The Sun Yat-Sen University Cancer Center is the largest therapy and diagnosis center of NPC in southeastern China. According to the institutional electronic medical records, a total of 49,021 patients with NPC were treated by definitive RT in our Cancer Center between January 1970 and December 2009 and information about their pretreatment characteristics, therapy, and outcome is available. From this database we were able to identify 15 male patients for IMRT group who (1) had second primary squamous cell carcinoma (SPSCC) arising in the head and neck, (2) were treated only by IMRT for NPC, (3) had no smoking and excessive alcohol intake history, and (4) had no family history of cancer. We were able to identify 23 male patients for RT group who (1) had SPSCC arising in the head and neck, (2) were treated only by RT for NPC, (3) had no smoking and excessive alcohol intake history, and (4) had no family history of cancer. Prior informed consent was obtained from patients, as was the approval of the Institutional Research Ethics Committee of the Sun Yat-sen University Cancer Center.
All patients in IMRT group were immobilized with a customized thermoplastic head–neck–shoulder cast in the supine treatment position. Two sets of images with and without contrast were obtained from the computed tomography (CT) simulator for treatment planning. The definition of target volumes was in accordance with the International Commission on Radiation Units and Measurements (ICRU) report 50 and 626,7. The gross tumor volume (GTV) is defined as the whole known gross extent of the primary nasopharyngeal tumor and involved lymph nodes determined from magnetic resonance imaging (MRI), physical examination and endoscopy. The first clinical tumour volume (CTV1) was defined as the GTV plus a margin of 5–10 mm for potential microscopic spread, including the entire nasopharyngeal mucosa plus a 5-mm submucosal volume. The second CTV (CTV2) was defined by adding a margin of 5–10 mm to CTV1 and included the following regions, which required prophylactic irradiation: the retropharyngeal lymphnode regions, clivus, skull base, pterygoid fossae, parapharyngeal space, inferior sphenoid sinus, posterior edge of the nasal cavity, maxillary sinuses, and lymphatic drainage area. The planning target volume (PTV) for GTV and CTVs were generated automatically by adding a 5-mm margin after delineation of tumour targets according to the immobilization and localization uncertainties. The prescribed dose was 60–80 Gy (mean ± SD, 70.40 ± 4.48 Gy) to the PTV of the GTV, 54–66 Gy to the PTV of the CTV1 (PTV1), and 50–56 Gy to the PTV of the CTV2 (PTV2) in 28–35 daily fractions, respectively. The doses limited to the major organs at risk (OAR) were as follows: brainstem: Dmax < 54 Gy; spinal cord: Dmax < 45 Gy; optic nerve and chiasm: Dmax < 50 Gy; temporal lobes: Dmax < 60 Gy; parotid glands: Dmean < 26 Gy; mandible: Dmax < 70 Gy; oral cavity: Dmax < 40 Gy; glottis: Dmean < 45 Gy; and cervical esophagus: Dmean < 45 Gy.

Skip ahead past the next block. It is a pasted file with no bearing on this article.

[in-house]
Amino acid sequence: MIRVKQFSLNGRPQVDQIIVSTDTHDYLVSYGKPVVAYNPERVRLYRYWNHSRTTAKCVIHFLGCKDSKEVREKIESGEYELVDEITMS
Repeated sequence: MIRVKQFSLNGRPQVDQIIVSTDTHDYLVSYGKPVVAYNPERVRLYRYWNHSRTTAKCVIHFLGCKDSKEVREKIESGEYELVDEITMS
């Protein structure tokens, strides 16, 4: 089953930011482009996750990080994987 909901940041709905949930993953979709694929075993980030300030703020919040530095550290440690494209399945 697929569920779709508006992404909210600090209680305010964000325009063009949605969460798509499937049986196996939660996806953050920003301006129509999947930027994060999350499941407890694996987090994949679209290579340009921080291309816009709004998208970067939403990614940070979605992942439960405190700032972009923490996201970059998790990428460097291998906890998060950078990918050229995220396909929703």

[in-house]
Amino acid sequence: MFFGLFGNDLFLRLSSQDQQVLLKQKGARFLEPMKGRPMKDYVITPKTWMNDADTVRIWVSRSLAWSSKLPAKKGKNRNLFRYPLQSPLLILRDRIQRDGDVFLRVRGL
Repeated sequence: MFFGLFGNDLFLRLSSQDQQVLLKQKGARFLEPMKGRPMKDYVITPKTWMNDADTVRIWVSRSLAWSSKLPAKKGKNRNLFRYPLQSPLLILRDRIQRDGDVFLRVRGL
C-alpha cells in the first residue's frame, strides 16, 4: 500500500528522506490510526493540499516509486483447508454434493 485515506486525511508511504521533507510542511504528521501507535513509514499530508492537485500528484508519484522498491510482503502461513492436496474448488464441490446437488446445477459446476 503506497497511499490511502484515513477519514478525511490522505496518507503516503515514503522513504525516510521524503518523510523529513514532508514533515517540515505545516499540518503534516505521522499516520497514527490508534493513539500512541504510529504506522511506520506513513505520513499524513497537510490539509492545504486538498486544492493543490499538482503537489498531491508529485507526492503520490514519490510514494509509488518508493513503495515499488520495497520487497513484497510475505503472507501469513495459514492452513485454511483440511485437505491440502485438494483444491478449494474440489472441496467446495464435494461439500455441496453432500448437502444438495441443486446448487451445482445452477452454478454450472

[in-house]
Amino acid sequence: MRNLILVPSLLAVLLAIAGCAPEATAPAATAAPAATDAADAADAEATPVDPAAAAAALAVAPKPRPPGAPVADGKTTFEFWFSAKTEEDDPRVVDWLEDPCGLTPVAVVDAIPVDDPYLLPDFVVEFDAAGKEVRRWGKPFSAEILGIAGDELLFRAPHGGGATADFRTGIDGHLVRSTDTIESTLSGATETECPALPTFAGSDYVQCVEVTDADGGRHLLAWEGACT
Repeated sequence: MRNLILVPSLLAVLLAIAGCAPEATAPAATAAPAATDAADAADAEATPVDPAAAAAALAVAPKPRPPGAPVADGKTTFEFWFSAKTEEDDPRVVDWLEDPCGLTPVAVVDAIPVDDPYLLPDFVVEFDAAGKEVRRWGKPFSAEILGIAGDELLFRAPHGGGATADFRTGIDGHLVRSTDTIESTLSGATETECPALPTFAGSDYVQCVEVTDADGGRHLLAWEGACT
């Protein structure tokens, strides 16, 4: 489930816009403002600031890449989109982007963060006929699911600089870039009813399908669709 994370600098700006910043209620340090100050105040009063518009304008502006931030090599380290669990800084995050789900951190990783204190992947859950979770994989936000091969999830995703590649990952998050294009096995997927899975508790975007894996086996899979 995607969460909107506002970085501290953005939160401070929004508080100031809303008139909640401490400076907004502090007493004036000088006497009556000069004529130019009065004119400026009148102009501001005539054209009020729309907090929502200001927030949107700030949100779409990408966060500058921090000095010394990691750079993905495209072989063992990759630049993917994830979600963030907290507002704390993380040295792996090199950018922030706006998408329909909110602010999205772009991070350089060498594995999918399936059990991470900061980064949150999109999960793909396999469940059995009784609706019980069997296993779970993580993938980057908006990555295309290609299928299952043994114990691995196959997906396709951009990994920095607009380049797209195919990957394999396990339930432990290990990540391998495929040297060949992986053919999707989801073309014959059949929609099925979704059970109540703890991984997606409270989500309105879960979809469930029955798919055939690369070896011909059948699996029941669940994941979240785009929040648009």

All patients in RT group were immobilized in the supine position with a thermoplastic mask and treated with two lateral opposing faciocervical portals to irradiate the nasopharynx and upper neck in one volume followed by application of the shrinking-field technique to limit irradiation of the spinal cord. An anterior cervical field was used to treat the neck with a laryngeal block. The accumulated radiation doses were 59–80 Gy (mean ± SD, 68.09 ± 6.20 Gy), with 2 Gy per fraction applied to the primary tumour and 50–55 Gy applied to the uninvolved areas.
Criteria set by Warren and Gates8 were used to define the SPC. All tumors were confirmed pathologically as distinct malignancies. None were undifferentiated carcinomas, excluding the possibility of locoregional recurrence or distant metastasis of nasopharyngeal origin. For the distinction between a recurrence, metastasis, or SPC, we used case-by-case judgment instead of rigid definitions. All patients were staged according to the 2002 American Joint Committee on Cancer (AJCC) staging system. TNM classification was based on pathological information; clinical information was used if pathology data were missing.
Follow-up data were collected from the outpatient service and complementary data were obtained by telephone inquiry and follow-up letters. They were reviewed every month for the first year postoperatively, every two months during the second year, 4-monthly during the third and fourth years, and 6-monthly thereafter. The cutoff date of the last follow-up was December 31, 2014 for the censored data analysis. Follow-up time was calculated from the time of diagnosis of SPSCC to the last date of contact. At the time of data collection, all of the patients had been followed for a minimum of 5 years after therapy. The median follow-up period for all patients was 61 months (range, 6–288 months).
The ANOVA test were used to examine the difference between groups. Overall survival (OS) was calculated from the diagnosis of SPSCC until death or last follow-up. The Cox proportional hazard model was used for analysis of estimated cumulative risk and OS of all SPSCC from the date of initial treatment. The statistical analysis was performed using SPSS 25.0 software (SPSS Inc., Chicago, IL). The difference was considered statistically significant when the P value was less than 0.05.
We confirm that all methods were performed in accordance with the relevant guidelines and regulation. The Guangzhou University of Traditional Chinese Medicine First Affiliated Hospital had approved the research, the approval letter number is JY2022-034. Informed consent was obtained from all patients.